This paper aims to analyze the configuration of the right to childbirth care and the defense of maternal health as a women’s human right and its incorporation and realization in Brazilian law, from the dialogue with constitutional frameworks for the protection of women’s rights, reflecting on approaches for its effectiveness within the scope of the national supplementary health agency and the imposition, from the normative discretion of the Public Administration in the regulation of private health plans regarding the defense of the rights of women who have health plans, and drawing a comparison between the administrative norms issued by agencies and judicial decisions on obstetric violence and maternal health care in public and private systems, seeking projections of the right to childbirth care in Brazilian administrative and judicial practices
The paper aims to explore some of the issues that affect the procreative tourism originated by the heterogeneity of the regulations on ART. In fact, the prohibition of certain practices in some countries encourages couples to travel where they are allowed to realize their “dream of parenthood”. However, the problem concerns the possible recognition of parental relations between the child and the parents, which is not always considered possible. In particular, the existing prohibition of surrogacy prevents in some States (e.g., Italy) to recognize the parental relationship between the child and the “social parent” (who doesn’t have a genetic link with him/her). The critical issue concerns the circulation of the juridical status of the minor, who is subject to downgrading. The challenge is then to identify the best legal instruments that can solve this vulnerability of the minor’s protection, but at the same time can guarantee all the interests, first of all the dignity of the woman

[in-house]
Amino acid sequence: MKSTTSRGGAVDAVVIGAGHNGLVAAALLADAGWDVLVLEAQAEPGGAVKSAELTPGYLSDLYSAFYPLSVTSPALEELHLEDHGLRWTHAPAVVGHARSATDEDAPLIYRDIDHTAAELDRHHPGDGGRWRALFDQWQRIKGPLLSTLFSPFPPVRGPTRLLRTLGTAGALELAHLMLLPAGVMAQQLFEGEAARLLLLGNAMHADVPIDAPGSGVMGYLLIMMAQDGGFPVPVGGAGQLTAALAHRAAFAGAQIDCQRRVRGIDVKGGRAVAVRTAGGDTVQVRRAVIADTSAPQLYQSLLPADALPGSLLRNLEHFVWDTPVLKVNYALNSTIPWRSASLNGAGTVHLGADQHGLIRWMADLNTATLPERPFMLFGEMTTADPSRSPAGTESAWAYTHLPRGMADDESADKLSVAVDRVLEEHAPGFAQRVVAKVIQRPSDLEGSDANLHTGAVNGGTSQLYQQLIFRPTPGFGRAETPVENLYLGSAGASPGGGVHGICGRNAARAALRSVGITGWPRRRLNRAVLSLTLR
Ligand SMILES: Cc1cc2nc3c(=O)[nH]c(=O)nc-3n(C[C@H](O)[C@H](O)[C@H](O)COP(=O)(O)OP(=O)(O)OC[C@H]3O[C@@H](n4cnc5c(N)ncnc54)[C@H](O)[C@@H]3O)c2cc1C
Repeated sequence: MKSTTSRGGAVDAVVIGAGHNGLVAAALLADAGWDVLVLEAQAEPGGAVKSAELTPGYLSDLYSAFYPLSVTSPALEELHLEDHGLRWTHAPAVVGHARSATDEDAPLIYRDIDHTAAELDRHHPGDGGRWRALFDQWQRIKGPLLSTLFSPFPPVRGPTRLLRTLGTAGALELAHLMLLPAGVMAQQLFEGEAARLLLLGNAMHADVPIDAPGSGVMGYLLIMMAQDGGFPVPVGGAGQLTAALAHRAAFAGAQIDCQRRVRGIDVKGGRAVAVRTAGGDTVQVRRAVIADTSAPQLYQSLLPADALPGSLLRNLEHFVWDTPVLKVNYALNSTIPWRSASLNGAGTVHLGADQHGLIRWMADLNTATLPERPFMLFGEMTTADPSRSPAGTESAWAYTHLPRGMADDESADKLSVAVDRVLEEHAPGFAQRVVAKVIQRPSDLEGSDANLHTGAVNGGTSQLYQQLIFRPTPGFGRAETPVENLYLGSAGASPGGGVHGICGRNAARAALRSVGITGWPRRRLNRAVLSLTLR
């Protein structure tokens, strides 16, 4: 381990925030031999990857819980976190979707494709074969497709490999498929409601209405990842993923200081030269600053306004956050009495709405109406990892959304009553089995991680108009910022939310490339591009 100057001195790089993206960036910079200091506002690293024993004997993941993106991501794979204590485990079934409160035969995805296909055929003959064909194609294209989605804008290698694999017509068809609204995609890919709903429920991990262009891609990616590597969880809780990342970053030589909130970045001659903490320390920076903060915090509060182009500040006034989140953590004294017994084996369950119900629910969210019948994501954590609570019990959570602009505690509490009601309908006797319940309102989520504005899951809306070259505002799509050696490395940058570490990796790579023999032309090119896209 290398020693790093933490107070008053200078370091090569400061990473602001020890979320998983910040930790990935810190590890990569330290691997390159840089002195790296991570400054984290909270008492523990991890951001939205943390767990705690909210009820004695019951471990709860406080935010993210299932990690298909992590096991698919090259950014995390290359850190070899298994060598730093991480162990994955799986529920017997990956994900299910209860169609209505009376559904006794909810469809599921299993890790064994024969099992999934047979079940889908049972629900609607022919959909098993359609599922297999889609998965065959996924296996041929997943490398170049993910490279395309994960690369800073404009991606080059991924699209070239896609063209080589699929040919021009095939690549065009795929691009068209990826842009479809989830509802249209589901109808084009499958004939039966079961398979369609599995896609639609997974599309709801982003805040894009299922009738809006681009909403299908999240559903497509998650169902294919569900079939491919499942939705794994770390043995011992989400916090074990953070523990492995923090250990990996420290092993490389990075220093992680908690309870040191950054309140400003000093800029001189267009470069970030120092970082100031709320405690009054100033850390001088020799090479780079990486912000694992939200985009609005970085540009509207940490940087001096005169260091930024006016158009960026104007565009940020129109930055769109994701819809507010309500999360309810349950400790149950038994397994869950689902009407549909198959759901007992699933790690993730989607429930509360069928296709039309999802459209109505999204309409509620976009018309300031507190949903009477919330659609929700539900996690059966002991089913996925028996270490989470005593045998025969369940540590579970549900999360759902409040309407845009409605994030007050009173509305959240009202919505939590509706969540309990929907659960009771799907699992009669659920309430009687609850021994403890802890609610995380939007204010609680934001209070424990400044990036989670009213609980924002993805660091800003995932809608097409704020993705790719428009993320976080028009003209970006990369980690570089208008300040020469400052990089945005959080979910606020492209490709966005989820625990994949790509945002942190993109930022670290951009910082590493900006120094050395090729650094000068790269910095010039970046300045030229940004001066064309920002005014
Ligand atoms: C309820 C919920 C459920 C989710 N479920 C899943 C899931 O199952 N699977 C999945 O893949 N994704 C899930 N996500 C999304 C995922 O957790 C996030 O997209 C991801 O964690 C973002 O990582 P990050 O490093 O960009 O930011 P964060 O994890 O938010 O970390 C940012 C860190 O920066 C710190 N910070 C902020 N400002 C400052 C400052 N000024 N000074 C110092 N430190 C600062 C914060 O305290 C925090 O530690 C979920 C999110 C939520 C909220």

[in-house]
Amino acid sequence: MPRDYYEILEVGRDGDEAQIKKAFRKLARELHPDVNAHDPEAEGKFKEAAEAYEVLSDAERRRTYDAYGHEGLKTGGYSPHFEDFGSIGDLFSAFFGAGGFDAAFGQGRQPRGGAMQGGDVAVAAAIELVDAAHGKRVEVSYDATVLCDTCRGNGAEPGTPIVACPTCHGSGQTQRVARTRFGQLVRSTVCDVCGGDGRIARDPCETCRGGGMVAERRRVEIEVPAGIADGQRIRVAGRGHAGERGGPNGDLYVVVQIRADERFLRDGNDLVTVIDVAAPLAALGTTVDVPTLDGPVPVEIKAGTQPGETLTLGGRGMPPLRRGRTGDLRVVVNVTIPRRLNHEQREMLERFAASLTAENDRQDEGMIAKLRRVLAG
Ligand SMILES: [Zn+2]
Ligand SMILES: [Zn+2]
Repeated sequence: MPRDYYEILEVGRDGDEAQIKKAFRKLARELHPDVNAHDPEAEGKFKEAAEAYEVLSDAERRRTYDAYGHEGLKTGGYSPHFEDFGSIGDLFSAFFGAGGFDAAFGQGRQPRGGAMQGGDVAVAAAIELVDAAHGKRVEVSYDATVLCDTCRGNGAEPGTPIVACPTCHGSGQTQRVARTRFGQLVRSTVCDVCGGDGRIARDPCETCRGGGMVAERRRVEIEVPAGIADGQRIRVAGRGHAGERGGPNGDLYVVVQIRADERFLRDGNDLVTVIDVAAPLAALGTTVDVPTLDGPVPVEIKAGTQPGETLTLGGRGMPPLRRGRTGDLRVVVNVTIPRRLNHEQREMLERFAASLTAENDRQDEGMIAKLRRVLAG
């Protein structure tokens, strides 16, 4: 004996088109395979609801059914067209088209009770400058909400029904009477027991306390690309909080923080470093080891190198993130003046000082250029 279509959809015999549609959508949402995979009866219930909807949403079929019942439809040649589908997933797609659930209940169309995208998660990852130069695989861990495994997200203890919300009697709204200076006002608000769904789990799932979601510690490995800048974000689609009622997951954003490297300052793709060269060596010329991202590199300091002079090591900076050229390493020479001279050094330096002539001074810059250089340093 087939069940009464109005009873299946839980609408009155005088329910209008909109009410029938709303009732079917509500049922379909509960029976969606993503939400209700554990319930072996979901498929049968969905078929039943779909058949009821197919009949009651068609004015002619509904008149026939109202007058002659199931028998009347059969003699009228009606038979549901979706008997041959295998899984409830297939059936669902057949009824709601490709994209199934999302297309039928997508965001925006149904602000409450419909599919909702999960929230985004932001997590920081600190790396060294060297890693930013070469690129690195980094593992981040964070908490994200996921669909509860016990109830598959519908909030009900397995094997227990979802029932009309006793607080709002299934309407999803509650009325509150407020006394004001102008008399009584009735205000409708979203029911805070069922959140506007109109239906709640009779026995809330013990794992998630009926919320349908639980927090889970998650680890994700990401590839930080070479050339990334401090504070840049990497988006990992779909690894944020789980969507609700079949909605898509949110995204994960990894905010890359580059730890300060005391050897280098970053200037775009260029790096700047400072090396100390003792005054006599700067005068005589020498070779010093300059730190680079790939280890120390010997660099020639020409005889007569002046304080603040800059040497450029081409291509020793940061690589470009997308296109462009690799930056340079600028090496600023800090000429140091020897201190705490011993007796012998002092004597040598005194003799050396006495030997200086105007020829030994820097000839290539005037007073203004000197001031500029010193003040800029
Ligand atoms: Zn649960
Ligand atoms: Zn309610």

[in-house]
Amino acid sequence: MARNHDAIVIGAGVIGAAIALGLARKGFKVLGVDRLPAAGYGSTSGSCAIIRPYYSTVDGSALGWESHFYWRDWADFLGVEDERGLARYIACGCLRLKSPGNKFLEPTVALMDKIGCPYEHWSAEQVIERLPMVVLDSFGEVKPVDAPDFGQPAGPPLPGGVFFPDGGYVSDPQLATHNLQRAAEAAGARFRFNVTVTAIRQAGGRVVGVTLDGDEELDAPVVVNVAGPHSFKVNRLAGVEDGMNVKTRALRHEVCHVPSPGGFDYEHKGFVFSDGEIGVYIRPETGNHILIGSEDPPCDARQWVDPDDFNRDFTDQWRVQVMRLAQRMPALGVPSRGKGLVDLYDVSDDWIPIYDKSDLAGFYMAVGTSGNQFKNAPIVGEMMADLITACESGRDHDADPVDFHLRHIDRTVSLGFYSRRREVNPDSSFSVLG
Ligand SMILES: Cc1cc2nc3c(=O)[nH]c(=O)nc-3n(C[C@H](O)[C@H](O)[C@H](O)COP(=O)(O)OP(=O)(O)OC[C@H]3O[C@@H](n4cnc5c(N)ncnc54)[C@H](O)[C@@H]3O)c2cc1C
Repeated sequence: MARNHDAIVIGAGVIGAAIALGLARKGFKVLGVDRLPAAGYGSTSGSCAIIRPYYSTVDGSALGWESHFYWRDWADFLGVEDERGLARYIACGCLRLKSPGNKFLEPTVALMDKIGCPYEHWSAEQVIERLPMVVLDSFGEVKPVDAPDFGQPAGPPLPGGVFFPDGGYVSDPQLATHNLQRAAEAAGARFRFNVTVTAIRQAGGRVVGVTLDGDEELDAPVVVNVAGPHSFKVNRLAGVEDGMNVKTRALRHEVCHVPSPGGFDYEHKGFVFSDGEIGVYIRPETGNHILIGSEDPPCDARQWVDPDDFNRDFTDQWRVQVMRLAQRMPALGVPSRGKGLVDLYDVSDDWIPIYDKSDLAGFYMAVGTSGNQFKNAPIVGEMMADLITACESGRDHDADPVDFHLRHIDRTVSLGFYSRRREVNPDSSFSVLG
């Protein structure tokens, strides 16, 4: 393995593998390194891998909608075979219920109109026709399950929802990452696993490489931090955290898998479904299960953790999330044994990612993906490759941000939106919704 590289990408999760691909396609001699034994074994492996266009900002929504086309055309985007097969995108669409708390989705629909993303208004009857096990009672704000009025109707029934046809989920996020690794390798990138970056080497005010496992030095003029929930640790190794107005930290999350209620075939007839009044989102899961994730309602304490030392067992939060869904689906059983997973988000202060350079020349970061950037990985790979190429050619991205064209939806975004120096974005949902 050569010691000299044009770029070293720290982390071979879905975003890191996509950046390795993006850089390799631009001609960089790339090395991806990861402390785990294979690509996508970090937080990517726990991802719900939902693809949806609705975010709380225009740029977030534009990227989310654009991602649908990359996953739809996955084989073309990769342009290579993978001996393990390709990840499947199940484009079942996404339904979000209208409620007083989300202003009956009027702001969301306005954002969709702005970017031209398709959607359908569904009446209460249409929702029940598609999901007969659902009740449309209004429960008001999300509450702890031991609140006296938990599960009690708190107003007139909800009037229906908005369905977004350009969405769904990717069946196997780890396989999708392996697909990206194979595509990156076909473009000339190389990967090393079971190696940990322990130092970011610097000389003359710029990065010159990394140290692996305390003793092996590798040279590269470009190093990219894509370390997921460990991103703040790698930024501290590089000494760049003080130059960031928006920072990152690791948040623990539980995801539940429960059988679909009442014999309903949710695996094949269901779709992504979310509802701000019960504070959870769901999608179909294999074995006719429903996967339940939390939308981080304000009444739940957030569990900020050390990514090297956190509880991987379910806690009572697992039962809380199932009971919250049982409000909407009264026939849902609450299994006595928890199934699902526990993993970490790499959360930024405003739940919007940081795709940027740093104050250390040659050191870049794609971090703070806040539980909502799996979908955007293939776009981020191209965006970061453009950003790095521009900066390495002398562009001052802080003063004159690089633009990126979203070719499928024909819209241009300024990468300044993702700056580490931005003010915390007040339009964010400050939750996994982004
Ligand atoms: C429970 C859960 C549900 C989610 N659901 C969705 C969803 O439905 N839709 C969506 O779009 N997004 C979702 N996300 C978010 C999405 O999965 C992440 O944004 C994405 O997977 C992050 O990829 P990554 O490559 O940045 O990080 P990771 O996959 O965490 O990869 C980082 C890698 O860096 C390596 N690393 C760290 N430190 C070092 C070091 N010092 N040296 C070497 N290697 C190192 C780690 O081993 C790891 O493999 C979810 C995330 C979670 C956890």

The Hungarian ruling coalition values tradition, retrieving it in areas that affect the private and public spheres through political narratives implemented by law. Even though the “recovered” tradition shapes a collective imagination and a normative framework that are extremely conservative, it contributes to social change in an illiberal sense. Hungarian law and political narratives intercept widespread malaise and increase discrimination against minorities already at risk. Moving from a model of social regulation recognized by the Constitution, they establish a link between the family and the nation, and introduce bans on the registration of gender change and the promotion of LGBT contents. They also construct the target of migrants and use Christianity as an ethno-identity component. The ruling coalition openly rejects but also utilizes the liberal fundamental rights narrative. Hungarian narratives politically “exploit” the expectations it creates among citizens.
According to the standard view criminal law deals with public, rather than private wrongs. Yet certain areas of criminalization challenge this assumption, such as the field of sex offenses (which is commonly viewed as intended to protect the right to sexual autonomy). The purpose of this paper is to discuss a host of emerging offenses – which I refer to as offenses of abusive domination – that further complicate the relationship between individual rights and the criminal law. These include prohibitions against hierarchical sex and domestic emotional abuse. Existing accounts offer mainly two conceptualizations for abusive domination (AD) along the public interest/private right divide. This paper offers, instead, a third theory, drawing on neo-republican theory of domination. AD, I shall argue, concerns the offensive misuse of structural power, hence, it should be acknowledged as a hybrid of public and private wrong. This carries implications for the justification of criminalizing AD.